Correction: An earlier version of this story stated that Amazon made an announcement of its acquisition of the patent. Amazon did not make an announcement; rather, the patent was made publicly available via the United States Patent and Trademark Office.
Amazon (NASDAQ: AMZN) on Wednesday secured a patent for drone technology that can be paired directly with delivery vans. The system, if it comes to fruition, could enable Amazon to optimize its last-mile delivery services by outsourcing much of the work to its automated drones.
As described in the text of the patent, “Primary vehicles having cameras or other sensors generate or transmit instructions for causing secondary vehicles, such as personal delivery devices, to travel on selected courses and speeds.”
In other words, recipients of Amazon packages could one day see delivery vans directly deploying and controlling drones that drop off orders. What’s more, these drones wouldn’t have to be decked out with expensive sensors and cameras. Rather, all of that information-gathering technology would be centralized in the van, able to be transmitted to a fleet of drones via a WiFi or other network.
An Amazon spokesperson cautioned FreightWaves, “Like many companies, we file a number of forward-looking patent applications that explore the full possibilities of new technology. Patents take multiple years to receive and do not necessarily reflect current developments to products and services.” So while it’s best to take the new patent with a grain of salt, Amazon filed for it just 18 months ago, signaling that the company has had the new drone technology on the docket fairly recently.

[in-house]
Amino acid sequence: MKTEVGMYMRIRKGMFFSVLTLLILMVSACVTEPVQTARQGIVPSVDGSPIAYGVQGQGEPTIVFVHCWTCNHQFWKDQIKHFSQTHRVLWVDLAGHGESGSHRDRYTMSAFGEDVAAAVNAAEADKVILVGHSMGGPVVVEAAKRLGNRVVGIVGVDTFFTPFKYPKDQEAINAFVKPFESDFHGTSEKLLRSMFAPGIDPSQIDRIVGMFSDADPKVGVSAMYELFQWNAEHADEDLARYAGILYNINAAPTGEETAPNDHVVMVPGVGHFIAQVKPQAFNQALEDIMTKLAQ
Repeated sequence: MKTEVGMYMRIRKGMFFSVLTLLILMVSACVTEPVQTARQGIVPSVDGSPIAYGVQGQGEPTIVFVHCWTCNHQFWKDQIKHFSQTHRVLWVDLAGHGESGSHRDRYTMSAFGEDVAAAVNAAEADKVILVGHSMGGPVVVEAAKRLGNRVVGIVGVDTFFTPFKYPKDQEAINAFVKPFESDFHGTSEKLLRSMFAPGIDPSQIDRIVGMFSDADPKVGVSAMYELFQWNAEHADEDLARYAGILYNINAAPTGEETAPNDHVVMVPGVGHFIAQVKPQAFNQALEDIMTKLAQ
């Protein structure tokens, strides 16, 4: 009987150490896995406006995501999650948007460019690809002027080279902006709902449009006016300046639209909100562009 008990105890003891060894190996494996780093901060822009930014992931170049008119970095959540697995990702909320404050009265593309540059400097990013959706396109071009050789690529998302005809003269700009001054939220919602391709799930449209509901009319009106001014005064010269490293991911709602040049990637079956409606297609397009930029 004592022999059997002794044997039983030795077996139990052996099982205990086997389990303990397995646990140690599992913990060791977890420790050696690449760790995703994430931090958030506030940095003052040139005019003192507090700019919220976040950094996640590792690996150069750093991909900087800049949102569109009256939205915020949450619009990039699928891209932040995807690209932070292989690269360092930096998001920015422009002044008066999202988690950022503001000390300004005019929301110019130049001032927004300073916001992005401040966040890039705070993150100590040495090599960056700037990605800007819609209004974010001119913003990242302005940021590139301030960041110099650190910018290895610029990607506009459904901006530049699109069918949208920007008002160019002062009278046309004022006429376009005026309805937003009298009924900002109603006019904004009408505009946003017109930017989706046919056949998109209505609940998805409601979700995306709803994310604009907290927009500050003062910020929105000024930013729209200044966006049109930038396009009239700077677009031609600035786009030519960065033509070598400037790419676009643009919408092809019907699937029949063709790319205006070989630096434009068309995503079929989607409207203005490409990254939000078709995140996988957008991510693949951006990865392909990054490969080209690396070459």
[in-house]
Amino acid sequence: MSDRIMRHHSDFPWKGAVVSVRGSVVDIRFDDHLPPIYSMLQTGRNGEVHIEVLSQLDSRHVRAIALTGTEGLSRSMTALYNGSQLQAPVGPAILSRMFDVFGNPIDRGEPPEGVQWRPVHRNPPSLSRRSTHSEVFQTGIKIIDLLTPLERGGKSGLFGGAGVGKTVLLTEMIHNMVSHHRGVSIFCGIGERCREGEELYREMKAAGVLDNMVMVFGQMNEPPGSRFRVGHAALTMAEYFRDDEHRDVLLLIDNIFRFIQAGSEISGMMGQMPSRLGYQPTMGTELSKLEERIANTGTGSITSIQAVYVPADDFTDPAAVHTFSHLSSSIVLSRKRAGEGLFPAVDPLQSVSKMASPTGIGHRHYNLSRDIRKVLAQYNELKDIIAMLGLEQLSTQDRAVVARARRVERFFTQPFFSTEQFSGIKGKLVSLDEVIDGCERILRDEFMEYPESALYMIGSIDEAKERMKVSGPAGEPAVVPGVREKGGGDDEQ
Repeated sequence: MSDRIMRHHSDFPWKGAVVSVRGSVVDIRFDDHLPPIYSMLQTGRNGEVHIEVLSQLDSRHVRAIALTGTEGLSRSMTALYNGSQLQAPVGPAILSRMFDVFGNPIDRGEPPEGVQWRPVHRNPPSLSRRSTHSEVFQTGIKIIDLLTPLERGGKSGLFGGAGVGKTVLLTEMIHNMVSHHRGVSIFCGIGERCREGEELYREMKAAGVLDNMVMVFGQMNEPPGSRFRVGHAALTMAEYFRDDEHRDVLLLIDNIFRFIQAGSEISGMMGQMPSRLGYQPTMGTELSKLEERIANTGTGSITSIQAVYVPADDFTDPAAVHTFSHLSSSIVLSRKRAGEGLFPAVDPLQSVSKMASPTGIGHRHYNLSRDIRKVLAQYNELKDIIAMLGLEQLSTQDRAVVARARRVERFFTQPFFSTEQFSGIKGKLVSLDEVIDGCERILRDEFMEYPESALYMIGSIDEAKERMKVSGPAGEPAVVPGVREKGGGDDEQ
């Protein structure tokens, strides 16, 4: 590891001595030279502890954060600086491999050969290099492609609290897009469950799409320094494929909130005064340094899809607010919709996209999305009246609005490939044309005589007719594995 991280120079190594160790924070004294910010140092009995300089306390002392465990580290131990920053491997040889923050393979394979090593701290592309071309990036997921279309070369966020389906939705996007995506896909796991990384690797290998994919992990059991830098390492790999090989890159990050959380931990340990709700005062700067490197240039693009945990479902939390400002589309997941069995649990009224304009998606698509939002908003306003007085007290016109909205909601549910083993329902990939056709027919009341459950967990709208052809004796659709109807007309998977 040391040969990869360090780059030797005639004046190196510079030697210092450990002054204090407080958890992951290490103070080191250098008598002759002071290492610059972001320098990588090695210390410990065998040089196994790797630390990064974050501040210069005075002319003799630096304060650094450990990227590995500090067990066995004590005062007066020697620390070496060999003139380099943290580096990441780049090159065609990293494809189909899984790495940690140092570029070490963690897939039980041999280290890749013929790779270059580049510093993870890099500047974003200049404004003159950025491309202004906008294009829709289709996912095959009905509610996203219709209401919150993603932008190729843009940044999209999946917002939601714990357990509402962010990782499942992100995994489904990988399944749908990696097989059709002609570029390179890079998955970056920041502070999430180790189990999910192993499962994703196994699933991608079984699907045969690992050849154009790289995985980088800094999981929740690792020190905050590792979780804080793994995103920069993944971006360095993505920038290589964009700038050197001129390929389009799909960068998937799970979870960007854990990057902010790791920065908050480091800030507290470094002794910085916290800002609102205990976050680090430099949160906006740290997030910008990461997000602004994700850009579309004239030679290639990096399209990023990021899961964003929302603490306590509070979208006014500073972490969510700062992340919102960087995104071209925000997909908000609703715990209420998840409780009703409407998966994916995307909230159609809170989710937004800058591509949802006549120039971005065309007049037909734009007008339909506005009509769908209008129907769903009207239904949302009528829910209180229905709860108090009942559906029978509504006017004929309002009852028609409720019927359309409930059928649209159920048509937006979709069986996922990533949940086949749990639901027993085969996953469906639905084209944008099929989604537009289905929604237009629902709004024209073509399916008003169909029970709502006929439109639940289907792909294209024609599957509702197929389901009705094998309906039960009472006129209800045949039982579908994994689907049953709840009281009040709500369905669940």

A van with a plan
Plenty of other companies, including Amazon itself, have been tinkering with drone technology that can fly and drive deliveries of goods ranging from coffee to COVID tests, but few have attempted to launch and control them directly from vans themselves. Truck manufacturer Workhorse Group (NASDAQ: WKHS) is one of them, but its model, which attaches mounted drones atop delivery vehicles, has borne little fruit, with several buyers reporting serious malfunctions.
Enter Amazon. With this new patent, the hope is that the company can transform an inefficient delivery vessel into a supplementary piece that can boost its vans’ efficiency in the same way that a cabinet might benefit a president. The van would delegate much of the legwork to its drone underlings while presiding over the entire operation from behind closed doors.
Soon, instead of seeing a fleet of Amazon delivery vans in your town, you might see a single delivery van with its own mini-fleet of drones. It sounds a little dystopian, sure. But if Amazon does decide to pursue its newly patented tech, the possibilities are endless.
Drones flying out of vans sounds cool, but imagine if a freighter could unload its cargo without stopping to dock, or if a city train could whiz by apartments releasing parcel-carrying drones as it goes. By having a crew of secondary drones linked with a primary delivery vehicle, all of these are on the table.